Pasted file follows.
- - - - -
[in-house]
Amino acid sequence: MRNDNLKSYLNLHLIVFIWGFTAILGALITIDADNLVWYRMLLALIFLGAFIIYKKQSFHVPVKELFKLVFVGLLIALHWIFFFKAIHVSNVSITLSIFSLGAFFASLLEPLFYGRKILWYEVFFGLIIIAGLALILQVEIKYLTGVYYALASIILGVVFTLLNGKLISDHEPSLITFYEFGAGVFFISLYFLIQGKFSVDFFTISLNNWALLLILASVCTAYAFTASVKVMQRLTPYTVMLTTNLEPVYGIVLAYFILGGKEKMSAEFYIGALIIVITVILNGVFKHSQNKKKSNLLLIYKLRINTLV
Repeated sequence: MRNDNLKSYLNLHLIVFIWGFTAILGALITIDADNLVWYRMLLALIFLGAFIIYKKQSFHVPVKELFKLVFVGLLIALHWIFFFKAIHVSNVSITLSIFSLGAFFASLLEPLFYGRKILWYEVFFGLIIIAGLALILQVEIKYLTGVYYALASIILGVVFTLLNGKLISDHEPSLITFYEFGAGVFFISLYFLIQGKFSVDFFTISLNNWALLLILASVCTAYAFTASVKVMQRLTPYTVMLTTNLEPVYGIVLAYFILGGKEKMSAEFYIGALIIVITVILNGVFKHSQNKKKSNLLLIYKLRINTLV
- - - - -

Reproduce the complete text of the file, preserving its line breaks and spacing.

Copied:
[in-house]
Amino acid sequence: MRNDNLKSYLNLHLIVFIWGFTAILGALITIDADNLVWYRMLLALIFLGAFIIYKKQSFHVPVKELFKLVFVGLLIALHWIFFFKAIHVSNVSITLSIFSLGAFFASLLEPLFYGRKILWYEVFFGLIIIAGLALILQVEIKYLTGVYYALASIILGVVFTLLNGKLISDHEPSLITFYEFGAGVFFISLYFLIQGKFSVDFFTISLNNWALLLILASVCTAYAFTASVKVMQRLTPYTVMLTTNLEPVYGIVLAYFILGGKEKMSAEFYIGALIIVITVILNGVFKHSQNKKKSNLLLIYKLRINTLV
Repeated sequence: MRNDNLKSYLNLHLIVFIWGFTAILGALITIDADNLVWYRMLLALIFLGAFIIYKKQSFHVPVKELFKLVFVGLLIALHWIFFFKAIHVSNVSITLSIFSLGAFFASLLEPLFYGRKILWYEVFFGLIIIAGLALILQVEIKYLTGVYYALASIILGVVFTLLNGKLISDHEPSLITFYEFGAGVFFISLYFLIQGKFSVDFFTISLNNWALLLILASVCTAYAFTASVKVMQRLTPYTVMLTTNLEPVYGIVLAYFILGGKEKMSAEFYIGALIIVITVILNGVFKHSQNKKKSNLLLIYKLRINTLV